Friday, September 15, 2023

Ideological Divide in Russia Remains what It was Thirty Years Ago, Pastukhov Says

Paul Goble

            Staunton, Sept. 3 – The fundamental political and ideological confrontation in Russia remains the same as it was in the late 1980s, a confrontation between a new nationalism represented by Mikhail Gorbachev and an old-style nationalism embodied by Boris Yeltsin, Vladimir Pastukhov says.

            “You can hate Putin and Yeltsin as much as you like but still find yourself in the same ideological boat with them,” the London-based Russian analyst says. And consequently, it must be recognized that “exiting this crisis will inevitably means a return to Gorbachev’s position, cleansed of the hesitations and errors of his period” (

            According to Pastukhov, Gorbachev can be understood only in conjunction with Yeltsin. In fact, “contrary to popular belief, Gorbachev became a real revolutionary while remaining a conservative to the end of his days, while Yeltsin played a counter-revolutionary role, although he gained fame as the destroyer of the old and creator of the new.”

            Most people think the real revolution took place in 1991, but that is wrong, the London analyst says. “The real revolution took place in Russia in 1989.” Gorbachev launched it but couldn’t control it. “In 1991 and 1993, two successive counter-revolutionary coups took place, the result of which was the establishment of a mixed (hybrid we would not say) regime.”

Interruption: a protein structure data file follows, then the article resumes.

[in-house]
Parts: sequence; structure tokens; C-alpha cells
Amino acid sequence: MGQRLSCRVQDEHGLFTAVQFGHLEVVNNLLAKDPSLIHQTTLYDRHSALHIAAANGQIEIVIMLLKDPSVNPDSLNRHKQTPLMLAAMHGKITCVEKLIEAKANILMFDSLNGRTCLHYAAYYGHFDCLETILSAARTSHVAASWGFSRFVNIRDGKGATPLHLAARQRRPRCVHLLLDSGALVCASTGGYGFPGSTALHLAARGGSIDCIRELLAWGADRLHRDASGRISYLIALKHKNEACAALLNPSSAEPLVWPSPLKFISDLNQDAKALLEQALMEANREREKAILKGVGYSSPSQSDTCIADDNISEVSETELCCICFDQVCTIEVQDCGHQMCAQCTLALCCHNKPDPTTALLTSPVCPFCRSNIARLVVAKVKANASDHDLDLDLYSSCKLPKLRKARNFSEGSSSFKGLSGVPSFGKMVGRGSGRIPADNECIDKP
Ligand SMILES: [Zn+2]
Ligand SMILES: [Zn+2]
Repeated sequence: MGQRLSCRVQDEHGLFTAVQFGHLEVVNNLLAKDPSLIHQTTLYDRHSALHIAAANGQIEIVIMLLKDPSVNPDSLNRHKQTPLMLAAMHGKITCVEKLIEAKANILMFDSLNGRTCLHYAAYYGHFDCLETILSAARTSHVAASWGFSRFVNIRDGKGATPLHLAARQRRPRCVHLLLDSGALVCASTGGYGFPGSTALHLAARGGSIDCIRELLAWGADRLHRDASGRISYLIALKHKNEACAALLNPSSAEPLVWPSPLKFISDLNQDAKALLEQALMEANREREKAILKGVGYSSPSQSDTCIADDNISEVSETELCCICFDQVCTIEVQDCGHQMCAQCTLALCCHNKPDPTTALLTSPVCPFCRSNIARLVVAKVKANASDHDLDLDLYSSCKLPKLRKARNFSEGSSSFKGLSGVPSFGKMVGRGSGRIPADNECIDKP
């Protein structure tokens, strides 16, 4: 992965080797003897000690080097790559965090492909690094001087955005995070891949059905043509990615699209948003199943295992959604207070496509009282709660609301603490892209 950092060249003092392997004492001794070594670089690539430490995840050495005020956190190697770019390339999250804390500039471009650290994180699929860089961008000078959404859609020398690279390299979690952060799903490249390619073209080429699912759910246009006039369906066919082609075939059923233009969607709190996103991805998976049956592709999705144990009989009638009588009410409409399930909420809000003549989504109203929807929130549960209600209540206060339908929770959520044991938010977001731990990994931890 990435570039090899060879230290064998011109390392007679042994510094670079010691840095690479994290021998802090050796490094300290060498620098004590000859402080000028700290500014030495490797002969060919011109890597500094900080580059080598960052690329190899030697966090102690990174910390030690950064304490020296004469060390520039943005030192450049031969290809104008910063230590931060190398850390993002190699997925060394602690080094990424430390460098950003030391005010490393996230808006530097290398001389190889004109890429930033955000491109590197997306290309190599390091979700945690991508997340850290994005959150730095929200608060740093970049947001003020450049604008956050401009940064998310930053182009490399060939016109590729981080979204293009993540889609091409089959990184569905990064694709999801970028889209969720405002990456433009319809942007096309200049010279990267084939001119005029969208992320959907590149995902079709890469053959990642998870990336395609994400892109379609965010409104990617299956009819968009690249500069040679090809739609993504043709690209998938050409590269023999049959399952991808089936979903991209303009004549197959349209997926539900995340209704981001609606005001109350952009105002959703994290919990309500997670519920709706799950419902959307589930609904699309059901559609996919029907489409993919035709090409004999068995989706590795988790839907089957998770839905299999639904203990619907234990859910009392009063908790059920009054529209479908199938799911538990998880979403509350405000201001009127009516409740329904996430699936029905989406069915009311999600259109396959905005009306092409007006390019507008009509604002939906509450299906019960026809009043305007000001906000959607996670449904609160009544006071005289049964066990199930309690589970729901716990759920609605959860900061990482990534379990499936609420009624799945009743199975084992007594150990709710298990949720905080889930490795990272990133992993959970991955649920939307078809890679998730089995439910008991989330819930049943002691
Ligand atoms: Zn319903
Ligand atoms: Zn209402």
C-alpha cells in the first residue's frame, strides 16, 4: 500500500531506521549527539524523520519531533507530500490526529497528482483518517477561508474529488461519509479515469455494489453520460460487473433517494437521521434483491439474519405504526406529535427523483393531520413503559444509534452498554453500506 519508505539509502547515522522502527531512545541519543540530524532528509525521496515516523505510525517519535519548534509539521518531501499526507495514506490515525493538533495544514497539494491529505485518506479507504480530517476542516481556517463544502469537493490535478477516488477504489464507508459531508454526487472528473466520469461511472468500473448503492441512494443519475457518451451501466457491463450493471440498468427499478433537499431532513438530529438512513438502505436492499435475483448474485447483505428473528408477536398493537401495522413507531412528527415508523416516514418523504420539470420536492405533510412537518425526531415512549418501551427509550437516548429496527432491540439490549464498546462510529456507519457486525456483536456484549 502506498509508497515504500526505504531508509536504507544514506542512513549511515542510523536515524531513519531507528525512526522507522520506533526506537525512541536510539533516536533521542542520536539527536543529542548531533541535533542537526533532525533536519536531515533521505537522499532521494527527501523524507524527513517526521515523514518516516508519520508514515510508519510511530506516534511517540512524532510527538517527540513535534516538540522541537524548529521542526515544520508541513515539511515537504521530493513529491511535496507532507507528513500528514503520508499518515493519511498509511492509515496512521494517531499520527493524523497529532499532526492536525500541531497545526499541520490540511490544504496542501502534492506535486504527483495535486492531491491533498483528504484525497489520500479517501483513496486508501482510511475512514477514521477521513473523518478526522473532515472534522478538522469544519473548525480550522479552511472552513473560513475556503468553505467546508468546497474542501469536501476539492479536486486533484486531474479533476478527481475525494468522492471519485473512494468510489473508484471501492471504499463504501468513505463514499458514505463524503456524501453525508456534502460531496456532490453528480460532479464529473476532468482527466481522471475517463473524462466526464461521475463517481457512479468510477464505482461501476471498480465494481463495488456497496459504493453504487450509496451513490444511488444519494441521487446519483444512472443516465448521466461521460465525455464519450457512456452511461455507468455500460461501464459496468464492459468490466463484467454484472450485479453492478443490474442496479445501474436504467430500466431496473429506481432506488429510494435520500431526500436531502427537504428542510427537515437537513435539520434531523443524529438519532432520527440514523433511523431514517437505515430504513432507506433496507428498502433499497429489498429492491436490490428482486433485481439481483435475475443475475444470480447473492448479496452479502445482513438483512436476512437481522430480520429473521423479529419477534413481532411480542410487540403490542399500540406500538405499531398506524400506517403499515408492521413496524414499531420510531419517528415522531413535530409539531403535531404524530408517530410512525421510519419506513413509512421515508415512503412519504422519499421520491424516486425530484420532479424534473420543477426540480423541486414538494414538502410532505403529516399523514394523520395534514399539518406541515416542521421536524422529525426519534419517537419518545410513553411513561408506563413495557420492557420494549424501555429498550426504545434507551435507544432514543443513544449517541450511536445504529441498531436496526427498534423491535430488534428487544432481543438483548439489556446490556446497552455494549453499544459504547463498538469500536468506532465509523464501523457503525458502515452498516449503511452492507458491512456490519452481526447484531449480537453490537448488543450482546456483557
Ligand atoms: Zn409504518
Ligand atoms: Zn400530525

That regime, Pastukhov continues, “combined state authoritarianism with a free and fairly liberal economy. Unlike Gorbachev, Yeltsin not only rose to the top of the counter-revolutionary wave but succeeded in passing on his place by inheritance” to Vladimir Putin who has continued that approach.

            In many respects, “Gorbachev and Yeltsin embodied two versions of Russian nationalism. Gorbachev moved towards ‘a new nationalism,’ that is, a nationalism of the New Age which is based on civic identities and everything that is historically associated with it,” including human rights, constitutionalism, and the rule of law.

            Yeltsin, in contrast, Pastukhov argues, “embodied “’traditional nationalism,’ that is a nationalism built on language, religion, traditional values and blood. His nationalism was latent wrapped as it was in a beautiful ‘modernization’ agenda.” But under Yeltsin’s successor, it assumed “a completely open form.”

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